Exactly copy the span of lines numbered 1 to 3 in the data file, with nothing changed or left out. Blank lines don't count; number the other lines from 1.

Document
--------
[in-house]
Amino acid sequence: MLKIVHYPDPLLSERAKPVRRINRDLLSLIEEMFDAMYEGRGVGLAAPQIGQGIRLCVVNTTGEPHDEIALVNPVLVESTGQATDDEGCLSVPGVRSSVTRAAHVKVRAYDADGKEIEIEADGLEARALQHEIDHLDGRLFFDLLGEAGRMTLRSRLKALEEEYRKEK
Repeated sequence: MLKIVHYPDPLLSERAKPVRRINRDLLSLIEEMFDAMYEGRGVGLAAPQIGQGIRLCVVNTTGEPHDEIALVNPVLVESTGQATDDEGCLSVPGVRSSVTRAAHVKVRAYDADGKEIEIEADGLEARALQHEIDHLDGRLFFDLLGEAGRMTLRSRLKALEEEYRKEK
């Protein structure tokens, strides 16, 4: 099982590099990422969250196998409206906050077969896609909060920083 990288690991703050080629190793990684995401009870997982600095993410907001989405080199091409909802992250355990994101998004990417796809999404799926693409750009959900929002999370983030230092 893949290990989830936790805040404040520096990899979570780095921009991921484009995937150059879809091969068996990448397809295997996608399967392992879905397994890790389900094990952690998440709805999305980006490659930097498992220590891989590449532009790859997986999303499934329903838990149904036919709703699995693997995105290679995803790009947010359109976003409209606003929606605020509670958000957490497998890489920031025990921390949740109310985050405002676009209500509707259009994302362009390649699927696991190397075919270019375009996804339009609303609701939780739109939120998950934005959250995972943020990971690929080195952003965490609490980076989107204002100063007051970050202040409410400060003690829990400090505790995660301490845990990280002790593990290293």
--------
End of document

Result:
[in-house]
Amino acid sequence: MLKIVHYPDPLLSERAKPVRRINRDLLSLIEEMFDAMYEGRGVGLAAPQIGQGIRLCVVNTTGEPHDEIALVNPVLVESTGQATDDEGCLSVPGVRSSVTRAAHVKVRAYDADGKEIEIEADGLEARALQHEIDHLDGRLFFDLLGEAGRMTLRSRLKALEEEYRKEK
Repeated sequence: MLKIVHYPDPLLSERAKPVRRINRDLLSLIEEMFDAMYEGRGVGLAAPQIGQGIRLCVVNTTGEPHDEIALVNPVLVESTGQATDDEGCLSVPGVRSSVTRAAHVKVRAYDADGKEIEIEADGLEARALQHEIDHLDGRLFFDLLGEAGRMTLRSRLKALEEEYRKEK